Major tight gas sandstones in Texas range from lenticular to blanket geometry, from hydropressured to geopressured, and from Pennsylvanian to Eocene in age. The Cotton Valley sandstone (East Texas basin) includes barrier- and marine-bar sandstones (blanket) derived from prograding fan deltas with associated braided stream, delta-front, and pro-delta deposits. The overlying Travis Peak Formation contains a lower deltaic facies, a middle, dominantly braided fluvial facies (broadly lenticular), and an upper transgressive clastic-to-carbonate transition. Estimated gas in place varies from 53 tcf (Cotton Valley) to 25 tcf (Travis Peak); most wells initially produce from 500 to 1,500 mcf and few wells produce 2,500 mcf. Tight gas sandstones in the Wilcox and Vicksburg Groups (Gulf Coast basin) are mostly geopressured delta-front, shelf, and slope deposits. These lenticular sandstones isolated in shale have pressure gradients up to 0.81 psi/ft (18.3 kPa/m). Initial well yields are mostly 300 to 2,400 mcfd; resource estimates for tight Wilcox and Vicksburg trends are not available.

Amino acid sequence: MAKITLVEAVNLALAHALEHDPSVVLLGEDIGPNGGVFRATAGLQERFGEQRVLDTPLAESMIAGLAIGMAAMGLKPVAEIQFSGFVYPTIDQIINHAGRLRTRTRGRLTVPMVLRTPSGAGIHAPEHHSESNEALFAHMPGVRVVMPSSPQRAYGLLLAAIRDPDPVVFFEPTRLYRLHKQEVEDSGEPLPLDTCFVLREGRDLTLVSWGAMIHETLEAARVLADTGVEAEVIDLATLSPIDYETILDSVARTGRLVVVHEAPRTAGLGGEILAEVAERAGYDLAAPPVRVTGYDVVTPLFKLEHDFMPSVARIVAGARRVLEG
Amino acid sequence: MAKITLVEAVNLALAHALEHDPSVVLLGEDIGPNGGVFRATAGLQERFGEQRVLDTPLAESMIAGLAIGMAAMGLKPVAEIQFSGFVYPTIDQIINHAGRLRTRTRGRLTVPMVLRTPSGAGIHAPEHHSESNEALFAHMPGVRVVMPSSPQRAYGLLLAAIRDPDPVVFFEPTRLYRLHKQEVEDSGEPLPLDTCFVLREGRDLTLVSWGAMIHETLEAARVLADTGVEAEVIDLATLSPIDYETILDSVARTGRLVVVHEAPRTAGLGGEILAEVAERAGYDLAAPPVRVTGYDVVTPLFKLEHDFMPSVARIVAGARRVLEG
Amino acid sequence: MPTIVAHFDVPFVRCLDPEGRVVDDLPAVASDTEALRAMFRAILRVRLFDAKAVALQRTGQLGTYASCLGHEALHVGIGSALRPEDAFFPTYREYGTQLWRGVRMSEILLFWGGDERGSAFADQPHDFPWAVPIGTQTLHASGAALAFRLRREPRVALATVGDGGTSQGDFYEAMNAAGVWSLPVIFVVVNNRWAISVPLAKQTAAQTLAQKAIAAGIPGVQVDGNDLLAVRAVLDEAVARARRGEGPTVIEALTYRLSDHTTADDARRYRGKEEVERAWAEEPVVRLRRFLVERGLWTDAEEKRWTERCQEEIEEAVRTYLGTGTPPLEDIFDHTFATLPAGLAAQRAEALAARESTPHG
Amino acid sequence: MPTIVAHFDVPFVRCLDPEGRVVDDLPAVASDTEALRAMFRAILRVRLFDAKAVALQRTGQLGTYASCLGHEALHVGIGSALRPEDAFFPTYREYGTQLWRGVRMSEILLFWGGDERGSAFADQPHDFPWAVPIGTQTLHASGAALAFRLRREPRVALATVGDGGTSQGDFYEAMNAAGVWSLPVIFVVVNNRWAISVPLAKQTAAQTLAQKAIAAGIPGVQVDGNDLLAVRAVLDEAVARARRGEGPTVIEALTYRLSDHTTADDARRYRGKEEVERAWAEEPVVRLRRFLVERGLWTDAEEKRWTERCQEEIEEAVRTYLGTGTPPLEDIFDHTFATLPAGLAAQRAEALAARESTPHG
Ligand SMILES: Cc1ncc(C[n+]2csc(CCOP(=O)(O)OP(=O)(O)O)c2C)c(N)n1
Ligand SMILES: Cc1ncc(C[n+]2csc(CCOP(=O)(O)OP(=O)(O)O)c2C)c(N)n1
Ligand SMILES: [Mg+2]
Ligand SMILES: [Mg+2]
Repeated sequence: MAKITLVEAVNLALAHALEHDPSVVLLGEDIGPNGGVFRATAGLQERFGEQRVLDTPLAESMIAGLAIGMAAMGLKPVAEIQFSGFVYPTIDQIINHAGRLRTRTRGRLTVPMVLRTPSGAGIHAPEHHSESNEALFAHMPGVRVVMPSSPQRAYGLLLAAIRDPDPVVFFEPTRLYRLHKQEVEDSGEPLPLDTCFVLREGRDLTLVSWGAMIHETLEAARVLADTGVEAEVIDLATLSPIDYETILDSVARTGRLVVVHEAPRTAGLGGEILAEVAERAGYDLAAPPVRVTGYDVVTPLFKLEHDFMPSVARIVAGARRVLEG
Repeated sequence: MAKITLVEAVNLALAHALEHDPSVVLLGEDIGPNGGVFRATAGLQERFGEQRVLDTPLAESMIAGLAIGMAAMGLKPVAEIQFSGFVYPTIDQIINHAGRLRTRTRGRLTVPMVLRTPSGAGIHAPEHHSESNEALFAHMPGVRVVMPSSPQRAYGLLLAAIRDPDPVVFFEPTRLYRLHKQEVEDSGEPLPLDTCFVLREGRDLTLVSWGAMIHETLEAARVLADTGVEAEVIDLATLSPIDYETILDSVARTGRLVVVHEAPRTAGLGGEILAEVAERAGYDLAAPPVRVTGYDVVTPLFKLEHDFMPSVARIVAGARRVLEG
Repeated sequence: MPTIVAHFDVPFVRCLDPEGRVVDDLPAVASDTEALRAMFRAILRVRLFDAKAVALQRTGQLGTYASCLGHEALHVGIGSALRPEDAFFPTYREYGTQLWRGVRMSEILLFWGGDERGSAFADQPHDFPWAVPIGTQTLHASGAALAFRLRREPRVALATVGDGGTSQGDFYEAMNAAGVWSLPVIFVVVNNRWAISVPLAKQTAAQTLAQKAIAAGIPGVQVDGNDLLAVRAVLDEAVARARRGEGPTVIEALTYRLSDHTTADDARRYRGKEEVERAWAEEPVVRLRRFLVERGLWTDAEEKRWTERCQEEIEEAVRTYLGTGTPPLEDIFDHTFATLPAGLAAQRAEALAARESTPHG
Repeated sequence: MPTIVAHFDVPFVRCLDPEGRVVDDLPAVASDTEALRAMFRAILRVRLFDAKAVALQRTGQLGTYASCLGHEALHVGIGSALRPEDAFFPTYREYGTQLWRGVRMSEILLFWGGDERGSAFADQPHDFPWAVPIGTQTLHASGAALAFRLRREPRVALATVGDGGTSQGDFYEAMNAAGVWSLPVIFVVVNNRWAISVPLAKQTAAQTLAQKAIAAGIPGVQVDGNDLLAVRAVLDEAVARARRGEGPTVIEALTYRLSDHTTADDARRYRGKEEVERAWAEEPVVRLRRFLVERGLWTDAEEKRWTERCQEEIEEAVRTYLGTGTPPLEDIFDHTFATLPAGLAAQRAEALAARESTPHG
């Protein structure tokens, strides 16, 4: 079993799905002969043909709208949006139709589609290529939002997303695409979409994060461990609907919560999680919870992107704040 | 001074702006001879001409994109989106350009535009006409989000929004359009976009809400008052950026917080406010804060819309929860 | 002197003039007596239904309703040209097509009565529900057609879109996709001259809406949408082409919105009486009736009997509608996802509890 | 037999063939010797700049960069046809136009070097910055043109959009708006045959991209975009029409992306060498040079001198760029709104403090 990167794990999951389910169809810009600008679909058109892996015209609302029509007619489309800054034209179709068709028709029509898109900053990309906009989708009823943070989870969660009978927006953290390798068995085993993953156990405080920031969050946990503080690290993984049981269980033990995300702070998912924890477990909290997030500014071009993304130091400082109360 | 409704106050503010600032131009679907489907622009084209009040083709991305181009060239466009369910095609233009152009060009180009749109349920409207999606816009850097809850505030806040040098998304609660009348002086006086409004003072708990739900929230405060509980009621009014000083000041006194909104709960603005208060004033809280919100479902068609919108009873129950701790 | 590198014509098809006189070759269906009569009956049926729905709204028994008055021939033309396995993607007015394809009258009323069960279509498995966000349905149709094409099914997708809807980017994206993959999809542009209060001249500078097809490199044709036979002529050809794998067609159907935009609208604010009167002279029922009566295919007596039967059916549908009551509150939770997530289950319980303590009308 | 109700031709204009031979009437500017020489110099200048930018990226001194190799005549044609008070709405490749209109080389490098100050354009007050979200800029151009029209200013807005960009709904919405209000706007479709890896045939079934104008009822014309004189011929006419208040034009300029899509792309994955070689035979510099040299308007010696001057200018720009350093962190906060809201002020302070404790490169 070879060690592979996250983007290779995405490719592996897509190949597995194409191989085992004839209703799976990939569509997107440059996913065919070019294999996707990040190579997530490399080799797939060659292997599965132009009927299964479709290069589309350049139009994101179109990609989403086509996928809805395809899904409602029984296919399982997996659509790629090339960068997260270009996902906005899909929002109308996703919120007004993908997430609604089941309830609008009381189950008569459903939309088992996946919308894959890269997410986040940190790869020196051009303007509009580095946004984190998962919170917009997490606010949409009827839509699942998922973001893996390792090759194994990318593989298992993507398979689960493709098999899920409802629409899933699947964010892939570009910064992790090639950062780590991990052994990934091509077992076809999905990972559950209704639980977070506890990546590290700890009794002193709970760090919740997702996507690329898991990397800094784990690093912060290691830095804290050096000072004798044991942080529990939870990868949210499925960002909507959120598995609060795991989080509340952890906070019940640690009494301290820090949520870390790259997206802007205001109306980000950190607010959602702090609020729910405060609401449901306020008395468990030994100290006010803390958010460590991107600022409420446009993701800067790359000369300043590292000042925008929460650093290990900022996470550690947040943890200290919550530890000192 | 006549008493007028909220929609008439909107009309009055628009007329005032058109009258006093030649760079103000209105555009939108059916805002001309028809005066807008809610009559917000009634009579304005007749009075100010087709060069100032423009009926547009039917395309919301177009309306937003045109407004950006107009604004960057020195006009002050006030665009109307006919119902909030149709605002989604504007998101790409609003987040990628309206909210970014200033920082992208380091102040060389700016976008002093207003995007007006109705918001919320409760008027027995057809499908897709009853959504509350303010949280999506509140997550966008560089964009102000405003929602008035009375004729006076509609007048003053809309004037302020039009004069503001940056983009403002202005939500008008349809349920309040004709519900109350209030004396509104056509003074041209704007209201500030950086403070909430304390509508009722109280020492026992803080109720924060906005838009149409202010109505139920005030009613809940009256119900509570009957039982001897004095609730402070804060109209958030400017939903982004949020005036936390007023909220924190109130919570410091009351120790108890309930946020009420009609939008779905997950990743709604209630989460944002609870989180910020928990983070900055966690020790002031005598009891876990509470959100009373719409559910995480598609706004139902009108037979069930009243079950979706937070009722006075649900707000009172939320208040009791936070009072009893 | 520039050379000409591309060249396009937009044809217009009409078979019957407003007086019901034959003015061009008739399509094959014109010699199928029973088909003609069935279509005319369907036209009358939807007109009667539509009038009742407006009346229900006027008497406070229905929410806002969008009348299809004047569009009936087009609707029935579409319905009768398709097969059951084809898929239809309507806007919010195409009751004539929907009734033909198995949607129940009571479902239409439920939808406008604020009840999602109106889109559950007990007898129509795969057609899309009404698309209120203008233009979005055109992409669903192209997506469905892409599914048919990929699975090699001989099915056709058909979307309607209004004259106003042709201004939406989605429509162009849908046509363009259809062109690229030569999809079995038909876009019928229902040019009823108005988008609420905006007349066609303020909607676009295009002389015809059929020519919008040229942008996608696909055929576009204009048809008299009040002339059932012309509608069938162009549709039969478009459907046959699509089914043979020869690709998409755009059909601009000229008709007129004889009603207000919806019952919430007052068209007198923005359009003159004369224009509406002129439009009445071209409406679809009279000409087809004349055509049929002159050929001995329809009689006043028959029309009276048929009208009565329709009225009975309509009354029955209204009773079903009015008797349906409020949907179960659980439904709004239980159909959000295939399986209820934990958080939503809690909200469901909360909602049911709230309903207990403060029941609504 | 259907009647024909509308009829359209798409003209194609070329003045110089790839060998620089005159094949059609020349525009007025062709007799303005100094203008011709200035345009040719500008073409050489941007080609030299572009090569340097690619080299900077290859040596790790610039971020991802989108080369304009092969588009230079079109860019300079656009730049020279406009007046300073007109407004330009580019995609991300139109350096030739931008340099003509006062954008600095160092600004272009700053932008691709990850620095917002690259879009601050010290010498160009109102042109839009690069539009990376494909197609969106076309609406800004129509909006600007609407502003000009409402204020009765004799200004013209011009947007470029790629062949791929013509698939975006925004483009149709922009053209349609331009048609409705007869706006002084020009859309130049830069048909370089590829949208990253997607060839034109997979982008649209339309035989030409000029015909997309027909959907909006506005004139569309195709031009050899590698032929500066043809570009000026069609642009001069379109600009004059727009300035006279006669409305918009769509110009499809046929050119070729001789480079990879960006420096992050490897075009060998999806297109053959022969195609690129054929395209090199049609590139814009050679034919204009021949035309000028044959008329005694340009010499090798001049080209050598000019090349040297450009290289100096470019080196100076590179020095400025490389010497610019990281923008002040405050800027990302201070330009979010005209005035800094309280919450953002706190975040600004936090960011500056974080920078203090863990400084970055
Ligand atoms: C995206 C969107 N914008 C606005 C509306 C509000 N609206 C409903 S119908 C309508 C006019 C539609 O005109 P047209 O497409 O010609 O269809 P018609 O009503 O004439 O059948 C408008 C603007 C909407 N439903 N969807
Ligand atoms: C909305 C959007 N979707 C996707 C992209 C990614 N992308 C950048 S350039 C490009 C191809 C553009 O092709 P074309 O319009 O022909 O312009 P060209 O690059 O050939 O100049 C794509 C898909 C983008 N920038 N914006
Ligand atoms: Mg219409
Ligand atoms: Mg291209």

Canyon Group sandstones of the Sonora basin (parts of the Ozona arch, Concho platform, and Val Verde basin) contain 24 tcf of estimated gas in place and initial flow rates are commonly 100 to 1,000 mcf. These sandstones are broadly lenticular and are interpreted to be submarine fan and possibly shelf-margin deposits. The Olmos Formation (Maverick basin) contains gas within broadly lenticular delta-front deposits of high-constructive delta systems; liquid hydrocarbons in the Olmos are trapped in more proximal facies. Gas in place in the Olmos is estimated to be 5 tcf and initial well yields are 300 to 3,000 mcf. In 1980, 893 wells were completed in formations designated as partially or completely tight by the Railroad Commission of Texas. These completions represent 2.5% of new gas wells in the state, but 28.0% of those completed in the 5,000 to 15,000-ft depth range in that year.

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